Lori Loughlin and 15 other parents hit with more charges in the college admissions scam

Actress Lori Loughlin and 15 other wealthy parents now face additional charges of conspiring to commit fraud and money laundering as part of the growing college admissions scandal. (Steven Senne/AP via CNN)

Actress Lori Loughlin and 15 other wealthy parents now face an additional charge of money laundering as part of the growing college admissions scandal.

The parents, who were charged last month with conspiracy to commit fraud, were charged on Tuesday in a superseding indictment with conspiring to launder bribes and other payments through a charity run by Rick Singer, the mastermind of the scam, as well as by transferring money into the United States to promote the fraud, prosecutors said.

Loughlin and her husband, fashion designer Mossimo Giannulli, are accused of paying $500,000 to Singer's fake charity to get their two daughters into the University of Southern California as crew recruits, even though the daughters did not participate in the sport.

The couple appeared last week in federal court in Boston, but they have not publicly indicated how they plan to plea.

In addition, Gamal Abdelaziz, Diane and Todd Blake, I-Hsin "Joey" Chen, Elizabeth and Manuel Henriquez, Douglas Hodge, Michelle Janavs, Elisabeth Kimmel, William McGlashan Jr., Marci Palatella, John Wilson, Homayoun Zadeh and Robert Zangrillo were also charged in the superseding indictment.

Thirty-three wealthy parents were among 50 people arrested last month in a sprawling investigation that officials dubbed "Operation Varsity Blues." Prosecutors said the parents used their wealth to cheat on standardized tests for their children and bribe college administrators and coaches who had say over who was admitted.

The added charges come just a day after 13 other parents, including actress Felicity Huffman, and one coach agreed to plead guilty in the case.

Huffman, the former star of "Desperate Housewives," pleaded guilty to paying $15,000 to the charity known as Key Worldwide Foundation to facilitate cheating for her daughter on the SATs, the complaint said. In a statement, she expressed "deep regret and shame over what I have done."

Mounting troubles for Loughlin

The money laundering charge is another blow for Loughlin, the "Full House" actress who was dropped by the Hallmark Channel and other brands in the wake of last month's charges. Sephora also ended a makeup partnership with her daughter, the social media influencer Olivia Jade, who was a student at USC.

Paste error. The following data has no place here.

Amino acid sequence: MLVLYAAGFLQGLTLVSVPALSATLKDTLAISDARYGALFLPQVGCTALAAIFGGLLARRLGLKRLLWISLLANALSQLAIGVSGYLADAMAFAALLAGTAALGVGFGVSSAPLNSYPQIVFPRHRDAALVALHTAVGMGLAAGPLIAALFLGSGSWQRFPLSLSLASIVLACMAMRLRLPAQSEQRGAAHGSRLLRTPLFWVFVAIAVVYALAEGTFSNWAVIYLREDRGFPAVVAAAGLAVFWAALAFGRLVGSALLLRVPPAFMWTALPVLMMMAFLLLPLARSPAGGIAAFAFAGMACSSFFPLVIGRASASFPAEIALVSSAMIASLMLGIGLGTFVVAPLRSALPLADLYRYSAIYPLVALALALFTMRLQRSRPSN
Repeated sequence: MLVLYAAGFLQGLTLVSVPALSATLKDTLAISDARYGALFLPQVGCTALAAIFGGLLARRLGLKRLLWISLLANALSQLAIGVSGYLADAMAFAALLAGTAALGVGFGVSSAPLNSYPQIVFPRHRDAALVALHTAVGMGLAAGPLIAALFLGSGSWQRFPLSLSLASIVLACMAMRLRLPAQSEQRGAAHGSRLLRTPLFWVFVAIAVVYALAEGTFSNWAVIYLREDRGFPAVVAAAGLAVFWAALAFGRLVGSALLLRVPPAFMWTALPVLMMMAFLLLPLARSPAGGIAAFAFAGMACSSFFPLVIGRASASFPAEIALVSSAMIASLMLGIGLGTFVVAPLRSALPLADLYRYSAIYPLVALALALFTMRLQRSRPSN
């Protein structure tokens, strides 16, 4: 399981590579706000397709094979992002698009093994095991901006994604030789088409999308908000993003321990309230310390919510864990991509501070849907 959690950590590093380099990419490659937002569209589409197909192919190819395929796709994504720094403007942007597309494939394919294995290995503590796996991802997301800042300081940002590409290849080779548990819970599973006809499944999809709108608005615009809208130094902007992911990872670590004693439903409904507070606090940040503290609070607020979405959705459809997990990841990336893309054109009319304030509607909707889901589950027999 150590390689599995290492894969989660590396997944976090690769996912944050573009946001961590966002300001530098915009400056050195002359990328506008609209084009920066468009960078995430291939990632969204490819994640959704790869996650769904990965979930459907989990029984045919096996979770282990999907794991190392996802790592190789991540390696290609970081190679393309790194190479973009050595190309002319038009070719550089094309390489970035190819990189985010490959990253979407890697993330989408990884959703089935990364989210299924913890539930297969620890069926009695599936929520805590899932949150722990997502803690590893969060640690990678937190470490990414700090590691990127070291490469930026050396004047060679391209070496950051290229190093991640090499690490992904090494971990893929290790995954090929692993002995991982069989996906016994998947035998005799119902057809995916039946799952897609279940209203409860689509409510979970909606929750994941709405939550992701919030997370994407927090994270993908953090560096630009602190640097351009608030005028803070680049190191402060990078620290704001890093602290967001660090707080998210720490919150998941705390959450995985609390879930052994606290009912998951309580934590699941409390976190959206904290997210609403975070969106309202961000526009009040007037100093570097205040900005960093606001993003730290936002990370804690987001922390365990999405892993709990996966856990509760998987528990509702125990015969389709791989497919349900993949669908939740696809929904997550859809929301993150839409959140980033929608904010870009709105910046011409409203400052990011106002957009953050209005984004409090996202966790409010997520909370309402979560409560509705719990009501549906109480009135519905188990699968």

Loughlin's daughters were recruited to USC as coxswains -- the crew member responsible for steering -- even though they did not row competitively or otherwise participate in crew, the criminal complaint says. She and Giannulli even sent Singer photos of each daughter on an ergometer, the rowing machine, the complaint says.

"I wanted to thank you again for your great work with (our older daughter), she is very excited and both Lori and I are very appreciative of your efforts and end result!" Giannulli allegedly wrote in an email to Singer that is included in the complaint.

Also on Tuesday, attorneys representing some of the parents charged in the superseding indictment filed a letter with the US District Court chief judge in Boston, stating prosecutors were engaging in "judge shopping."

The letter said that their clients shouldn't be included in the same indictment as David Sidoo, another parent charged last month with conspiracy to commit mail and wire fraud. The attorneys charge that the move to include them in one indictment along with Sidoo is a maneuver by the US Attorney's office to evade the random assignment of judges.

Citing that none of their clients have connections to or have done business with Sidoo, the attorneys say that the prosecutors' plan to join their clients into the Sidoo indictment "is a clear form of judge shopping."

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